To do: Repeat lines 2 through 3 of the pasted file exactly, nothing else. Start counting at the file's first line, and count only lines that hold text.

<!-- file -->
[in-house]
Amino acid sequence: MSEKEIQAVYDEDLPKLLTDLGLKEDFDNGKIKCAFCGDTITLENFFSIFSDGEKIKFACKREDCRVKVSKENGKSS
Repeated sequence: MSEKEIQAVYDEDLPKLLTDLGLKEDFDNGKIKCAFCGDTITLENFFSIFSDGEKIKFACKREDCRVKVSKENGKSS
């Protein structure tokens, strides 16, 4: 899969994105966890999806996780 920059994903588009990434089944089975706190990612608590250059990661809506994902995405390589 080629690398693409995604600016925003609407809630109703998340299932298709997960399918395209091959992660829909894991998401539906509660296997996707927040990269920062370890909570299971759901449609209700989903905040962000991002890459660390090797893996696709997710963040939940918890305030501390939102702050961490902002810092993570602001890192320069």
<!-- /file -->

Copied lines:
Amino acid sequence: MSEKEIQAVYDEDLPKLLTDLGLKEDFDNGKIKCAFCGDTITLENFFSIFSDGEKIKFACKREDCRVKVSKENGKSS
Repeated sequence: MSEKEIQAVYDEDLPKLLTDLGLKEDFDNGKIKCAFCGDTITLENFFSIFSDGEKIKFACKREDCRVKVSKENGKSS